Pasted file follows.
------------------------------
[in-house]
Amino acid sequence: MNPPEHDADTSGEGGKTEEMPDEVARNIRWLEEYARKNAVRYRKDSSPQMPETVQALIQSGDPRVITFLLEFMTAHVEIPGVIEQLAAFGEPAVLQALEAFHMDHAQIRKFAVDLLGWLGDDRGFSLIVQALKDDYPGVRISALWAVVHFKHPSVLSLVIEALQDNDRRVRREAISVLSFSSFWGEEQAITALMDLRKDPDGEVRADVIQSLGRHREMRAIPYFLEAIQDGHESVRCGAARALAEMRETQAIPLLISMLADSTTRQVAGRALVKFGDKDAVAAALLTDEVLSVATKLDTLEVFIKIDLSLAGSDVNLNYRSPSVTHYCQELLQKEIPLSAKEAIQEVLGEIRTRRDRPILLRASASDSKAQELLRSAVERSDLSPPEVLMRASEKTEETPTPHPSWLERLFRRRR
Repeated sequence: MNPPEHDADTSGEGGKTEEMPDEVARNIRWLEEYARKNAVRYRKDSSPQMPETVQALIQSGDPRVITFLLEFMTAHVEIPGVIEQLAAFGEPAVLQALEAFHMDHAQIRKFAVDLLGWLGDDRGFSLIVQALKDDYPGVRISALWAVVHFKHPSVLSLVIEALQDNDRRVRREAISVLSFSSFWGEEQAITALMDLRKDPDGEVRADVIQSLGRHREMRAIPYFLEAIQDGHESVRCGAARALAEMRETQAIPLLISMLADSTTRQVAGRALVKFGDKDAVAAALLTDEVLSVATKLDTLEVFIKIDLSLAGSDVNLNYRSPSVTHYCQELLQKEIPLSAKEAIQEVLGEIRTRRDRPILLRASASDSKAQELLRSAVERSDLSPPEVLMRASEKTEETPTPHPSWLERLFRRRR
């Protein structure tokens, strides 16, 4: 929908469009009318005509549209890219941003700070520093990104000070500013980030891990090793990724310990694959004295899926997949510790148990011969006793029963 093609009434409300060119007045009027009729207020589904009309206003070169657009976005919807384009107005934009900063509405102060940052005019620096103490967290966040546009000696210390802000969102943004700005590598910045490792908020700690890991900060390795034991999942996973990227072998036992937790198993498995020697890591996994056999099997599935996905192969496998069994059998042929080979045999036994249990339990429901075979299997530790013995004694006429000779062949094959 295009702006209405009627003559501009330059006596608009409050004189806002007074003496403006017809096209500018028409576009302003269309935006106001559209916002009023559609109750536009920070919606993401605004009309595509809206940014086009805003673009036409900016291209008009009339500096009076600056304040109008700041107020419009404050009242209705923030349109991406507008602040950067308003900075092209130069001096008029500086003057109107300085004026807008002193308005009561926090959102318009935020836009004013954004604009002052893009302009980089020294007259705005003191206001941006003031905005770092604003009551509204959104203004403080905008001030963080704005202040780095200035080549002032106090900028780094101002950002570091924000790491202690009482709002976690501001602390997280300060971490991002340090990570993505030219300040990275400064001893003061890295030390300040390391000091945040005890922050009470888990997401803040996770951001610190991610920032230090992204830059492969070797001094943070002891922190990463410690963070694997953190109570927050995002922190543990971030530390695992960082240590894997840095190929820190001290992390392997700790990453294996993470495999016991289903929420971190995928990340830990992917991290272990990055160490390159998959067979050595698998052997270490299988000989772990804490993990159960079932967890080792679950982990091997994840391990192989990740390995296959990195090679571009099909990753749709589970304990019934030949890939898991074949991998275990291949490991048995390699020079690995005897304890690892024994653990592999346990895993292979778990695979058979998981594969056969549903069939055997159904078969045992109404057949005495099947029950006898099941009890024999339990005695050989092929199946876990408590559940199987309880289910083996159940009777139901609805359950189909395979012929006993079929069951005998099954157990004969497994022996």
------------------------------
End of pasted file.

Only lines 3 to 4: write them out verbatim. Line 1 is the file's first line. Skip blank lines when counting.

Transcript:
Repeated sequence: MNPPEHDADTSGEGGKTEEMPDEVARNIRWLEEYARKNAVRYRKDSSPQMPETVQALIQSGDPRVITFLLEFMTAHVEIPGVIEQLAAFGEPAVLQALEAFHMDHAQIRKFAVDLLGWLGDDRGFSLIVQALKDDYPGVRISALWAVVHFKHPSVLSLVIEALQDNDRRVRREAISVLSFSSFWGEEQAITALMDLRKDPDGEVRADVIQSLGRHREMRAIPYFLEAIQDGHESVRCGAARALAEMRETQAIPLLISMLADSTTRQVAGRALVKFGDKDAVAAALLTDEVLSVATKLDTLEVFIKIDLSLAGSDVNLNYRSPSVTHYCQELLQKEIPLSAKEAIQEVLGEIRTRRDRPILLRASASDSKAQELLRSAVERSDLSPPEVLMRASEKTEETPTPHPSWLERLFRRRR
């Protein structure tokens, strides 16, 4: 929908469009009318005509549209890219941003700070520093990104000070500013980030891990090793990724310990694959004295899926997949510790148990011969006793029963 093609009434409300060119007045009027009729207020589904009309206003070169657009976005919807384009107005934009900063509405102060940052005019620096103490967290966040546009000696210390802000969102943004700005590598910045490792908020700690890991900060390795034991999942996973990227072998036992937790198993498995020697890591996994056999099997599935996905192969496998069994059998042929080979045999036994249990339990429901075979299997530790013995004694006429000779062949094959 295009702006209405009627003559501009330059006596608009409050004189806002007074003496403006017809096209500018028409576009302003269309935006106001559209916002009023559609109750536009920070919606993401605004009309595509809206940014086009805003673009036409900016291209008009009339500096009076600056304040109008700041107020419009404050009242209705923030349109991406507008602040950067308003900075092209130069001096008029500086003057109107300085004026807008002193308005009561926090959102318009935020836009004013954004604009002052893009302009980089020294007259705005003191206001941006003031905005770092604003009551509204959104203004403080905008001030963080704005202040780095200035080549002032106090900028780094101002950002570091924000790491202690009482709002976690501001602390997280300060971490991002340090990570993505030219300040990275400064001893003061890295030390300040390391000091945040005890922050009470888990997401803040996770951001610190991610920032230090992204830059492969070797001094943070002891922190990463410690963070694997953190109570927050995002922190543990971030530390695992960082240590894997840095190929820190001290992390392997700790990453294996993470495999016991289903929420971190995928990340830990992917991290272990990055160490390159998959067979050595698998052997270490299988000989772990804490993990159960079932967890080792679950982990091997994840391990192989990740390995296959990195090679571009099909990753749709589970304990019934030949890939898991074949991998275990291949490991048995390699020079690995005897304890690892024994653990592999346990895993292979778990695979058979998981594969056969549903069939055997159904078969045992109404057949005495099947029950006898099941009890024999339990005695050989092929199946876990408590559940199987309880289910083996159940009777139901609805359950189909395979012929006993079929069951005998099954157990004969497994022996």